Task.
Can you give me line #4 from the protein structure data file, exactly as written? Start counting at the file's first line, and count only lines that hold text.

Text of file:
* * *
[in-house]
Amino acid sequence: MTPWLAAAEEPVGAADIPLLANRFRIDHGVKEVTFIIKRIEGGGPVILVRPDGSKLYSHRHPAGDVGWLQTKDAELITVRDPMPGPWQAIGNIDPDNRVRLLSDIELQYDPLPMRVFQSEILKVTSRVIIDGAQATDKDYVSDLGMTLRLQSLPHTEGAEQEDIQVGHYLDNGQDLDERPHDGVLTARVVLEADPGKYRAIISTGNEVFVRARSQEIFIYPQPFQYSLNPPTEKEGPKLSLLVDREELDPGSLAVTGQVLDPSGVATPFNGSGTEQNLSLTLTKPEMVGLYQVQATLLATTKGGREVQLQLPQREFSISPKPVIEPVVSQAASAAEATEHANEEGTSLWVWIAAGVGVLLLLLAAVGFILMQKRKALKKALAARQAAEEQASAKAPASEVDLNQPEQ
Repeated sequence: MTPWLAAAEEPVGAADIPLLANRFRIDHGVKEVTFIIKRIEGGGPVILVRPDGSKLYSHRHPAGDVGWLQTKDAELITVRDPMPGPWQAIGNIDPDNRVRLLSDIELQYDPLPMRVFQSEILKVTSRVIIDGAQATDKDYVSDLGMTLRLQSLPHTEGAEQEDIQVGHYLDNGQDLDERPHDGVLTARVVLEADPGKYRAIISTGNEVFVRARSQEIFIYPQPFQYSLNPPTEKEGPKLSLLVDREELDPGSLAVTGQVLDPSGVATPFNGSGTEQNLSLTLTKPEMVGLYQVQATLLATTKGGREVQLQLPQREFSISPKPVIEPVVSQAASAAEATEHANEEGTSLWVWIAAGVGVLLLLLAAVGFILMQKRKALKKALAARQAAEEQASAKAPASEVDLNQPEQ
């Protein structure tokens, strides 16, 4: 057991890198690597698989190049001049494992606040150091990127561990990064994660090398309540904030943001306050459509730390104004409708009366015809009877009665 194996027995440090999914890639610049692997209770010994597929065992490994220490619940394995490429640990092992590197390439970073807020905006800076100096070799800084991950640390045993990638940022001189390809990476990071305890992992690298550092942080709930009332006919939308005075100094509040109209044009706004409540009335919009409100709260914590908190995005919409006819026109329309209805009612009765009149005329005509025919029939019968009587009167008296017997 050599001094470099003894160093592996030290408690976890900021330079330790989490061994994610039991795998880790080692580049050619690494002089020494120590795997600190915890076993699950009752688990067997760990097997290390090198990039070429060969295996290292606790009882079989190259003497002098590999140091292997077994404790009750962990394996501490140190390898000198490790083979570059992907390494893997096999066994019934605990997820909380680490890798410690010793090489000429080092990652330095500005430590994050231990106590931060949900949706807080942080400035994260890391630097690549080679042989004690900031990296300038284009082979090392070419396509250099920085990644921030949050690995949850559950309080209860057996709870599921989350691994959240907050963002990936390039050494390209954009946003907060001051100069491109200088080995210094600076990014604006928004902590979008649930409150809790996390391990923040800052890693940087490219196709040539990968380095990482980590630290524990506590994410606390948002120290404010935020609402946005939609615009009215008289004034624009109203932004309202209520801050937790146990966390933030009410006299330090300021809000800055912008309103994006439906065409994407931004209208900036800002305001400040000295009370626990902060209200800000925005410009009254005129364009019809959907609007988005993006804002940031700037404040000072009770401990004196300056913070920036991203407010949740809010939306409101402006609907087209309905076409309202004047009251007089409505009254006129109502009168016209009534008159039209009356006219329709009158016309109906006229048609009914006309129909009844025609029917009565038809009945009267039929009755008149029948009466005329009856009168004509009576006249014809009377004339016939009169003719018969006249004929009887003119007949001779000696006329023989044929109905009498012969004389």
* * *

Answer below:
């Protein structure tokens, strides 16, 4: 057991890198690597698989190049001049494992606040150091990127561990990064994660090398309540904030943001306050459509730390104004409708009366015809009877009665 194996027995440090999914890639610049692997209770010994597929065992490994220490619940394995490429640990092992590197390439970073807020905006800076100096070799800084991950640390045993990638940022001189390809990476990071305890992992690298550092942080709930009332006919939308005075100094509040109209044009706004409540009335919009409100709260914590908190995005919409006819026109329309209805009612009765009149005329005509025919029939019968009587009167008296017997 050599001094470099003894160093592996030290408690976890900021330079330790989490061994994610039991795998880790080692580049050619690494002089020494120590795997600190915890076993699950009752688990067997760990097997290390090198990039070429060969295996290292606790009882079989190259003497002098590999140091292997077994404790009750962990394996501490140190390898000198490790083979570059992907390494893997096999066994019934605990997820909380680490890798410690010793090489000429080092990652330095500005430590994050231990106590931060949900949706807080942080400035994260890391630097690549080679042989004690900031990296300038284009082979090392070419396509250099920085990644921030949050690995949850559950309080209860057996709870599921989350691994959240907050963002990936390039050494390209954009946003907060001051100069491109200088080995210094600076990014604006928004902590979008649930409150809790996390391990923040800052890693940087490219196709040539990968380095990482980590630290524990506590994410606390948002120290404010935020609402946005939609615009009215008289004034624009109203932004309202209520801050937790146990966390933030009410006299330090300021809000800055912008309103994006439906065409994407931004209208900036800002305001400040000295009370626990902060209200800000925005410009009254005129364009019809959907609007988005993006804002940031700037404040000072009770401990004196300056913070920036991203407010949740809010939306409101402006609907087209309905076409309202004047009251007089409505009254006129109502009168016209009534008159039209009356006219329709009158016309109906006229048609009914006309129909009844025609029917009565038809009945009267039929009755008149029948009466005329009856009168004509009576006249014809009377004339016939009169003719018969006249004929009887003119007949001779000696006329023989044929109905009498012969004389």